By Jennifer O’Callaghan
When I first moved to New York, a television company hired me as their production assistant. Arriving from Northern Canada, I was new to the industry, and the castings, the scheduling- even the coffee runs excited me. Working on shows I later watched on MTV was a rush. At first, it all seemed so glamorous, I felt like I’d hit the jackpot.
I wasn’t surprised to be working eighteen hour days, as I’d heard film work could be intense. Post-production sessions were long and demanding. We were on tight deadlines with the networks, and if we didn’t deliver, they’d quickly move onto someone who could. I was able to sustain my energy at first, going straight to bed when I got home at midnight. But, as the months built up, so did my fatigue. I was burning out. Being Canadian, in order to stay in the U.S., I asked the company to sponsor my work visa, which they gladly did. Naturally, I felt indebted to them, so I told myself to just keep going.
Things became more challenging when my mom came to visit that summer. Not only was it difficult to plan quality time, but when we did meet up, I was so tired I could barely string a sentence together. One evening, she attended a show I was working on at NYU’s Skirball theatre, where one of her favourite actors, Kevin Kline was being interviewed. I peeked out from backstage at her beaming face as she sat alone in the audience, and it hit me. Why wasn’t I sharing this happy moment with her?
Most busy professionals have similar stories. We’ve become immersed in this non stop culture that views running yourself ragged as a badge of honor. But it can have dire consequences. According to Medical News Today, “Burnout can lead to poor physical and mental health, as well as a sense of isolation from other people.” The “work as hard as you can” method is finally losing momentum, though. The future is about working smart. Fatigue-proofing your day takes strategy. But it’s more than worth it when you rediscover work-life balance and see all you can accomplish by doing less.
You’re In Control Of Your Day
Though it might seem like your day is run by the urgency of incoming requests, you’re the one who decides how busy you are. To keep the ball in your court, engineer your perfect day with visualization. Close your eyes and imagine what pace is being set, and when you’re taking breaks. Look at your calendar and plan accordingly. Add specific reminders for rest, hydration, and a quick workout (even if it’s just a fifteen minute walk). Get clear on bedtime, when you’ll wake up, even which evenings to limit alcohol if there’s a meeting the next morning where you need to be on point.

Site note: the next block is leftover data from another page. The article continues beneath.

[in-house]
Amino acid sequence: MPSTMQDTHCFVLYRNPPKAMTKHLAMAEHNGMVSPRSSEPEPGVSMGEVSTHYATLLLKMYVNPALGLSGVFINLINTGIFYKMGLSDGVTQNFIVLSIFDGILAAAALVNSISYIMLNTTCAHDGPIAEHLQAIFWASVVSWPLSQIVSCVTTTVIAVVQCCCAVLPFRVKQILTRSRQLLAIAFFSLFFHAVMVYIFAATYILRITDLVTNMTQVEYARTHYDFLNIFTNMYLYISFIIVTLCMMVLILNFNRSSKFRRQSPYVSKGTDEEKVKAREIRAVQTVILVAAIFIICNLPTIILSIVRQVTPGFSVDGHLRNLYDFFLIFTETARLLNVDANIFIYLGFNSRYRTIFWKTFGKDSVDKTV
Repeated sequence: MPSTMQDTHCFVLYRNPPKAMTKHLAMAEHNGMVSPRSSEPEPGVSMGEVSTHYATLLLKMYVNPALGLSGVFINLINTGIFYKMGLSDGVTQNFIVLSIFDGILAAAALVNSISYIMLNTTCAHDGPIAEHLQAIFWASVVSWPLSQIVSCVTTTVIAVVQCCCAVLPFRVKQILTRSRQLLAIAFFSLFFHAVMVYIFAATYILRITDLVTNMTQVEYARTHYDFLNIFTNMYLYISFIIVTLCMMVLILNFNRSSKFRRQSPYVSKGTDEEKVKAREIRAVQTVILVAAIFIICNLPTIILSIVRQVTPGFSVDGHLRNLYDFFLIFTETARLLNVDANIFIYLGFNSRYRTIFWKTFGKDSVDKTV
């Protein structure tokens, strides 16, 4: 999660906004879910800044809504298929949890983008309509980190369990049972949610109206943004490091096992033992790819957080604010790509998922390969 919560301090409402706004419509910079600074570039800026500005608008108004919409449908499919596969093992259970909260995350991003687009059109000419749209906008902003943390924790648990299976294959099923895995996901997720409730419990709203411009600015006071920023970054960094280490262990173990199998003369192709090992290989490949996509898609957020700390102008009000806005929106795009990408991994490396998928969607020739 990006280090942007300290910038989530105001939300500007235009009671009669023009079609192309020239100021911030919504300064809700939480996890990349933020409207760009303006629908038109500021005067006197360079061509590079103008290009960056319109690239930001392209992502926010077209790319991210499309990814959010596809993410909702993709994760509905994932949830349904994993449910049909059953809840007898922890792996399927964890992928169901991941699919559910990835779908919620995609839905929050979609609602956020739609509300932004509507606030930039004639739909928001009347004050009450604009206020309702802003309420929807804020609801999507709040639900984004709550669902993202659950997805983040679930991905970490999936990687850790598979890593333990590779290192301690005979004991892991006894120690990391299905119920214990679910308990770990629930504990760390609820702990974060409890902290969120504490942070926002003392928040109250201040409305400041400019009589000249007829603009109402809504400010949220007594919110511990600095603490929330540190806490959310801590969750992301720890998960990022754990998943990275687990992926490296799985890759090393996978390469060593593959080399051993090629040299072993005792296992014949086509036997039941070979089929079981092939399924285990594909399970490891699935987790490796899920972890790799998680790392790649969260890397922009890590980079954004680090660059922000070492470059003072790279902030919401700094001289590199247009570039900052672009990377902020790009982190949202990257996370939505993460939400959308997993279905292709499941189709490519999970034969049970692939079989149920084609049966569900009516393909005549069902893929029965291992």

When you‘re about to wrap up each night, make a list of the top items that need to be addressed the next day. In the morning, you’ll be able to take care of your priorities first. That way, when the unexpected comes up- as it usually does, the heavy lifting tasks have already been crossed off the list. Designing your day in advance will give you a sense of control so your needs are met first.
Practice Asking For Help
Leaning on others can be one of the toughest things to do. It can make us feel uneasy to surrender control to someone else. But with repetition, it’s pleasantly surprising to see how understanding and accommodating others can be. Making a request for help doesn’t have to be transactional either. You can shape your ask in a collaborative tone like, “I’m having trouble connecting to a video call. Let’s troubleshoot and see what we can come up with together.” And, the beauty of asking for help? The more you practice, the easier it becomes.
Get Clear On What Really Counts
When we examine the points of our over stacked to-do lists, we usually cross into double digits with what we imagine takes priority. In reality though, it’s usually two or three things that require urgent action, not twenty five. To determine which tasks really count, look at what’s brought you the most success. Is it reaching out to clients? Is it the content you create or your killer presentations? Focus your energy on the projects that get you results.
Jump Off The Overworked Bandwagon
Another factor that makes burnout an easy vortex to be sucked into is our collective consciousness surrounding work. It’s been embedded in our minds that the more we work, the better our lives will become. We hear others compare notes about how many hours they’ve worked this year in order to get the promotion, and we wonder if we’re keeping up. Switch off other people’s opinions, and look within to create your own terms of success, where you can intentionally step away for well deserved time off, and return stronger, with even more to give.
Missing out on time with my mom those years ago forced me to take action and finally ask for help. I approached my manager and told her how overwhelmed I felt with my workload. Soon enough, two new assistants were added to the team. As awkward as it felt to initiate the conversation, I finally had some balance restored. For months, I’d felt a strong obligation at being given a shot to stay in New York and pursue my dreams. But I didn’t owe anyone my health. Learning to pace myself has provided the gift of longevity to my career. Most importantly, it’s kept me loving my work, instead of resenting it.
Jennifer O’Callaghan is a Toronto-based journalist and entrepreneur. She has a background in broadcasting and theatre. She also loves to write about creativity and self empowerment. Follow her on Instagram and Twitter.